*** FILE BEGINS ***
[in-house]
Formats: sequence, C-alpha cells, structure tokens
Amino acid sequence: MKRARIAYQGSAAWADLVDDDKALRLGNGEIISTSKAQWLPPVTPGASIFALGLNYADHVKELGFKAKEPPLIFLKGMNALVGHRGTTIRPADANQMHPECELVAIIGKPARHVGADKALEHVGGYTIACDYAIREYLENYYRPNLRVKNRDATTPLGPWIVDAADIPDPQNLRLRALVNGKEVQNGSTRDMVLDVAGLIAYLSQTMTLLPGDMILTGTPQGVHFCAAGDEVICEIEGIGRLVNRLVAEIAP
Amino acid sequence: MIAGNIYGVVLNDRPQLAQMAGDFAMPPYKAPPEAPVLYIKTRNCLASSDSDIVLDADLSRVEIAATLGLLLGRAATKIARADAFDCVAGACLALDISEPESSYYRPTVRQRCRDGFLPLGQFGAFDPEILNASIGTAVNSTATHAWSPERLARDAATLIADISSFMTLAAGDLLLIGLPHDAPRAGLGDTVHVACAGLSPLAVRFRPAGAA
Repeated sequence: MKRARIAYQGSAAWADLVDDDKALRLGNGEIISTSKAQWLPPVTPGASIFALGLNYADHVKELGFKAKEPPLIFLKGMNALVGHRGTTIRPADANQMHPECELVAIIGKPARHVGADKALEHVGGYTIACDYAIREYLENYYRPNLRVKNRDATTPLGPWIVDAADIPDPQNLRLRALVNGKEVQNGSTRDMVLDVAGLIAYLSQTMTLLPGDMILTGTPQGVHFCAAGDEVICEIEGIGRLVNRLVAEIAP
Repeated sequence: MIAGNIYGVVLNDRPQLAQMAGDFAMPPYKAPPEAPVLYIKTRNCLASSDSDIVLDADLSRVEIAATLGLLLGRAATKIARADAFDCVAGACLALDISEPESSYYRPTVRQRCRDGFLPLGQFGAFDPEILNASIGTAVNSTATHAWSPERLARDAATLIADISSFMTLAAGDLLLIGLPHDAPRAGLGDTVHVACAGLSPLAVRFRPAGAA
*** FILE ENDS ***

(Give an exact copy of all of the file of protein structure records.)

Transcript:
[in-house]
Formats: sequence, C-alpha cells, structure tokens
Amino acid sequence: MKRARIAYQGSAAWADLVDDDKALRLGNGEIISTSKAQWLPPVTPGASIFALGLNYADHVKELGFKAKEPPLIFLKGMNALVGHRGTTIRPADANQMHPECELVAIIGKPARHVGADKALEHVGGYTIACDYAIREYLENYYRPNLRVKNRDATTPLGPWIVDAADIPDPQNLRLRALVNGKEVQNGSTRDMVLDVAGLIAYLSQTMTLLPGDMILTGTPQGVHFCAAGDEVICEIEGIGRLVNRLVAEIAP
Amino acid sequence: MIAGNIYGVVLNDRPQLAQMAGDFAMPPYKAPPEAPVLYIKTRNCLASSDSDIVLDADLSRVEIAATLGLLLGRAATKIARADAFDCVAGACLALDISEPESSYYRPTVRQRCRDGFLPLGQFGAFDPEILNASIGTAVNSTATHAWSPERLARDAATLIADISSFMTLAAGDLLLIGLPHDAPRAGLGDTVHVACAGLSPLAVRFRPAGAA
Repeated sequence: MKRARIAYQGSAAWADLVDDDKALRLGNGEIISTSKAQWLPPVTPGASIFALGLNYADHVKELGFKAKEPPLIFLKGMNALVGHRGTTIRPADANQMHPECELVAIIGKPARHVGADKALEHVGGYTIACDYAIREYLENYYRPNLRVKNRDATTPLGPWIVDAADIPDPQNLRLRALVNGKEVQNGSTRDMVLDVAGLIAYLSQTMTLLPGDMILTGTPQGVHFCAAGDEVICEIEGIGRLVNRLVAEIAP
Repeated sequence: MIAGNIYGVVLNDRPQLAQMAGDFAMPPYKAPPEAPVLYIKTRNCLASSDSDIVLDADLSRVEIAATLGLLLGRAATKIARADAFDCVAGACLALDISEPESSYYRPTVRQRCRDGFLPLGQFGAFDPEILNASIGTAVNSTATHAWSPERLARDAATLIADISSFMTLAAGDLLLIGLPHDAPRAGLGDTVHVACAGLSPLAVRFRPAGAA